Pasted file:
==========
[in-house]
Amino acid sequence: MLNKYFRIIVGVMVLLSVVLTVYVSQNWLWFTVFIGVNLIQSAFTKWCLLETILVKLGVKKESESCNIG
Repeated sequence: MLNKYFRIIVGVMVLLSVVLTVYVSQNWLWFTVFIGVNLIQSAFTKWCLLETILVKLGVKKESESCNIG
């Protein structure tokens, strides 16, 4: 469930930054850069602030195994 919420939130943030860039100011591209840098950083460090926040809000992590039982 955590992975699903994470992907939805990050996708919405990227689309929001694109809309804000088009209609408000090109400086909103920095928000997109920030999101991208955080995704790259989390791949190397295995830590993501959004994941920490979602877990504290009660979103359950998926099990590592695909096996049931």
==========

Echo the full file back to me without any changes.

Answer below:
[in-house]
Amino acid sequence: MLNKYFRIIVGVMVLLSVVLTVYVSQNWLWFTVFIGVNLIQSAFTKWCLLETILVKLGVKKESESCNIG
Repeated sequence: MLNKYFRIIVGVMVLLSVVLTVYVSQNWLWFTVFIGVNLIQSAFTKWCLLETILVKLGVKKESESCNIG
């Protein structure tokens, strides 16, 4: 469930930054850069602030195994 919420939130943030860039100011591209840098950083460090926040809000992590039982 955590992975699903994470992907939805990050996708919405990227689309929001694109809309804000088009209609408000090109400086909103920095928000997109920030999101991208955080995704790259989390791949190397295995830590993501959004994941920490979602877990504290009660979103359950998926099990590592695909096996049931």